Poetry Friday: Fire Escape Poetry Contests

Did you know that the Fire Escape is accepting entries for the fourth annual poetry and short fiction contests? Writers must be teens "between cultures" (find more about the rules here), and I'm delighted to present the winning poems and stories from the past three years. Please spread the word, as this year's contest closes by the first of June and (cash) prizes are sent out by the Fourth of July.

For this week's Poetry Friday, I offer the winning poem from the 2006 contest, written by Amelia, age 15:


an onion dome of gold
defies the pale blue sky
and glitters like a Christmas card
the small Orthodox church, a time machine beckoning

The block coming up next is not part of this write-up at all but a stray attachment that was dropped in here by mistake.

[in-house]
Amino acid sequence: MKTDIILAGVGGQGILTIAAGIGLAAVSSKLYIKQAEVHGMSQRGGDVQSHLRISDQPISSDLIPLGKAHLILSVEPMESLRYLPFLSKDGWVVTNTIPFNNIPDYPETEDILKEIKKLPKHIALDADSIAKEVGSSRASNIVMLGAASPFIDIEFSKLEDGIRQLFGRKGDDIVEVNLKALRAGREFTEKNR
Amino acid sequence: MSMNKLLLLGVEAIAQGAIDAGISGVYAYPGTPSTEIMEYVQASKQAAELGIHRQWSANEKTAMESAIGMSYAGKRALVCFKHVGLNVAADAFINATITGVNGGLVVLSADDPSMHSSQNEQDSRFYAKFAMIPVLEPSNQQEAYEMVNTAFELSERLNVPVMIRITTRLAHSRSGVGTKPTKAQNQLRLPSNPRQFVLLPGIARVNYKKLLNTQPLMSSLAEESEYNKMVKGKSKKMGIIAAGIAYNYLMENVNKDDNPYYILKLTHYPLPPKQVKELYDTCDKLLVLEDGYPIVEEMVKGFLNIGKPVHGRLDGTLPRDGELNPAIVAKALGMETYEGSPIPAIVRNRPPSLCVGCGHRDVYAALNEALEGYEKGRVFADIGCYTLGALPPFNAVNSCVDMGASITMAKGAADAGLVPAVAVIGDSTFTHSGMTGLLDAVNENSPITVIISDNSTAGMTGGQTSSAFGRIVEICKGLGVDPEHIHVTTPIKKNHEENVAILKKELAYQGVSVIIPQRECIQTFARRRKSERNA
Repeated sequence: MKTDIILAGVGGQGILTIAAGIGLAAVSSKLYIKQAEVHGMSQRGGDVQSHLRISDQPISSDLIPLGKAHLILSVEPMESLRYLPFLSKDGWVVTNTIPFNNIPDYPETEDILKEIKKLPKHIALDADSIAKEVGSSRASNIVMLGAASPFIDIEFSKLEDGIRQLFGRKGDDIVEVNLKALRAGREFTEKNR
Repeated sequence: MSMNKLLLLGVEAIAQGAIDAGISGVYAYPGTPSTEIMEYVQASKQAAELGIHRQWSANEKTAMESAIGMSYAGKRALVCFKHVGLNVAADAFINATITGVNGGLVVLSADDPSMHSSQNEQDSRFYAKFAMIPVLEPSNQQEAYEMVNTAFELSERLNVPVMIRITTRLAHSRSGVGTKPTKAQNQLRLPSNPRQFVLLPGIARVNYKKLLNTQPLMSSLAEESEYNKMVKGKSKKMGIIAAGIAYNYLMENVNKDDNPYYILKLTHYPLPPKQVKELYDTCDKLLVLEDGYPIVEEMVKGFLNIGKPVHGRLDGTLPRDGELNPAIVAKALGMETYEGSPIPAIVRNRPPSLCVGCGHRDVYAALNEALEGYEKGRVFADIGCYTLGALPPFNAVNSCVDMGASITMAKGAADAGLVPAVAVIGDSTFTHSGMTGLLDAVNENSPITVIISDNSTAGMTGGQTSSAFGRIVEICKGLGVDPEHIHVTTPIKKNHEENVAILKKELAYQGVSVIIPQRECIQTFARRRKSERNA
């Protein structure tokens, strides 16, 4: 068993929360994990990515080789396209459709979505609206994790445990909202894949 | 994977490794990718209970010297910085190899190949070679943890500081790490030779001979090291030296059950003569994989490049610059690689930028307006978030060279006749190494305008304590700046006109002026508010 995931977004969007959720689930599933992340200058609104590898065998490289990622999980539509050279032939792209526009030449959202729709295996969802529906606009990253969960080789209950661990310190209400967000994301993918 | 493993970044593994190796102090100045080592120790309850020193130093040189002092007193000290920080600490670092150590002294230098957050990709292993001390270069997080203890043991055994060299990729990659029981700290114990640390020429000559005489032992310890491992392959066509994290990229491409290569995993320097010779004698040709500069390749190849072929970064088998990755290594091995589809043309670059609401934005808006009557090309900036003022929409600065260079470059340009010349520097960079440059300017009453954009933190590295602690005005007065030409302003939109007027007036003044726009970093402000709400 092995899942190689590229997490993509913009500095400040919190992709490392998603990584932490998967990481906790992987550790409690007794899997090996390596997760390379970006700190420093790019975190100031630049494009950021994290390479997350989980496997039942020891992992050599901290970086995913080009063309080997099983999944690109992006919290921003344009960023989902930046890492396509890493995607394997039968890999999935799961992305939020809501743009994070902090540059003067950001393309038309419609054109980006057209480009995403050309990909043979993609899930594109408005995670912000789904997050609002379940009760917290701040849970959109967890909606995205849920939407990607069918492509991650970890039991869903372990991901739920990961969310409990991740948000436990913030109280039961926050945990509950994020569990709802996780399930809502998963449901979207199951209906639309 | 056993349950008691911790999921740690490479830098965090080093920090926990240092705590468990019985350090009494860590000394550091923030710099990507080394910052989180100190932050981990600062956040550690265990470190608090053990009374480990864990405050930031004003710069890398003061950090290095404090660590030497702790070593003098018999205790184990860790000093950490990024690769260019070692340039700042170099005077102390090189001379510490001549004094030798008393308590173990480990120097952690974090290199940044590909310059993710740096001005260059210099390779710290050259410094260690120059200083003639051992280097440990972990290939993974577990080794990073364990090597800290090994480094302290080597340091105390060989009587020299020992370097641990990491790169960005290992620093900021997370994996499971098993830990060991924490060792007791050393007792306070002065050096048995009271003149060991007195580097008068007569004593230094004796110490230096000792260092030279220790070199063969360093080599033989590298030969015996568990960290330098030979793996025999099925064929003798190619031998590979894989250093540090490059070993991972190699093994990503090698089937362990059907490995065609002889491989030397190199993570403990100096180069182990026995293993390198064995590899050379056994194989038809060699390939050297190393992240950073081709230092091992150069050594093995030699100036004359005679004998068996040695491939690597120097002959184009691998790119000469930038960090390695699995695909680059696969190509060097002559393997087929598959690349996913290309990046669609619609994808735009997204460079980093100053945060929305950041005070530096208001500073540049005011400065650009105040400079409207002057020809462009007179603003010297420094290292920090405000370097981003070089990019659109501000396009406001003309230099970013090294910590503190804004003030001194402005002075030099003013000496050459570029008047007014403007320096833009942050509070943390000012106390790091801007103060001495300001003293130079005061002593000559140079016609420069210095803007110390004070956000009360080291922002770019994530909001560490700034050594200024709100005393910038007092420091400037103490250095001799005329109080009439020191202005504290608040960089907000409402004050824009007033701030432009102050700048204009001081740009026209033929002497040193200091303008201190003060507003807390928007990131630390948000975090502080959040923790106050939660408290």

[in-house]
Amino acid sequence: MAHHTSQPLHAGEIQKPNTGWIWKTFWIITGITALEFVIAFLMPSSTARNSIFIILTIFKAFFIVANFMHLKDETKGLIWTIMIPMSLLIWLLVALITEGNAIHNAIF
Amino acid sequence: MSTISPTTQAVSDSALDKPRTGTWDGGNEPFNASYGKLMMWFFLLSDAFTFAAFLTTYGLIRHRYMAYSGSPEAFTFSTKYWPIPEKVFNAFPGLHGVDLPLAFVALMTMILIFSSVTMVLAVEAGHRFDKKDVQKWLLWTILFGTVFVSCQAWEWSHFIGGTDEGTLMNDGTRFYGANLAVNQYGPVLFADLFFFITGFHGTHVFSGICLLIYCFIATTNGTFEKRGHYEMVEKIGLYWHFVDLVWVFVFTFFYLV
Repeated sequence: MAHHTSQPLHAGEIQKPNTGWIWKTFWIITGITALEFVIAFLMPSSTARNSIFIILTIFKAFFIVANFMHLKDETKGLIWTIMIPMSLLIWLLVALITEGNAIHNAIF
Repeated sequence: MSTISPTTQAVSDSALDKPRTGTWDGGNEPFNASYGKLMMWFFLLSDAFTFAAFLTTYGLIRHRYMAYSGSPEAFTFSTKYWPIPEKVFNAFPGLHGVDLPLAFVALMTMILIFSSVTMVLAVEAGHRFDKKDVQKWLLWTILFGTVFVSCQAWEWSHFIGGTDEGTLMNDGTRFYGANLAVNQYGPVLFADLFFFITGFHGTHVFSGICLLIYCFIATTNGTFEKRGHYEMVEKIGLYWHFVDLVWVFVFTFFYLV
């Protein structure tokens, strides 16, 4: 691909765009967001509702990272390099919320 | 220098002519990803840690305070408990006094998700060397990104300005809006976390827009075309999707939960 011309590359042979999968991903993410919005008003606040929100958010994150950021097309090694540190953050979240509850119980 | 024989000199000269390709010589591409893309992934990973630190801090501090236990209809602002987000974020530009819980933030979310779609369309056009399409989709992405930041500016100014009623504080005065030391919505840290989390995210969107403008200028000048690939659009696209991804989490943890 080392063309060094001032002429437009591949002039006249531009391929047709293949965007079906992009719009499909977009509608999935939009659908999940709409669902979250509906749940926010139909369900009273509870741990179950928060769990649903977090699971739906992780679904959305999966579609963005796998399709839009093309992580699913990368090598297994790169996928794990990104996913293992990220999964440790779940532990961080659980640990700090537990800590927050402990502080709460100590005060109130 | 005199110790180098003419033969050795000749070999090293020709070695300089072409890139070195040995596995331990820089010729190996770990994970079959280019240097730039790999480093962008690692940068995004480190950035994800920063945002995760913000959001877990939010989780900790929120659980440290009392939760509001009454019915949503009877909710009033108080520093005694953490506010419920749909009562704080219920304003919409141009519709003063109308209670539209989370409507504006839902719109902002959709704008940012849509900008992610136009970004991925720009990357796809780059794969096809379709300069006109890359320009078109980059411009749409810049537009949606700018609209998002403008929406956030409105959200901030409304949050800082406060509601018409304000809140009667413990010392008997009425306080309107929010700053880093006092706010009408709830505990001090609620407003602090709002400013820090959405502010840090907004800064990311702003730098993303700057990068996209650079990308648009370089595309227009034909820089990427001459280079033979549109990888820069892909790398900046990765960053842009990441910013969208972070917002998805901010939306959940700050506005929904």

to a place lost but remembered in dreams
a genetic gift
as tangible as eyes the color of the Baltic sea

American Idol is on
and i should be watching it
but instead i find myself
lighting a candle
and breathing in incense so pungent
it makes my nose bleed

instead i find myself
in the remnant of a world
that smells of boiled cabbage
and feels like velvet
because it is lent
even in New York
and my Russianness clings to me
like soot on a humid city morning

i would like to tell you that i feel out of place
surrounded by old women dressed in black
whose prayers sound like chickens cackling softly
my ears not attuned to a choir singing in Old Church Slavonic
a language nobody seems to understand

born Yemelia Nikolayevna
i am now Mel
just Mel
Mel who wears birthday-cake lipgloss and lavendar flip-flops
who takes hip-hop on Thursday night
and knows pizza is far superior
to paper-thin pancakes stuffed with fish eggs

but somehow the deep, gold smell of the incense
and the glow of fragile white candles
and the walls filled with sad, dark saints
tell me otherwise

for when the fates were weaving my future
they used a memory yarn
that keeps stretching back
to its original shape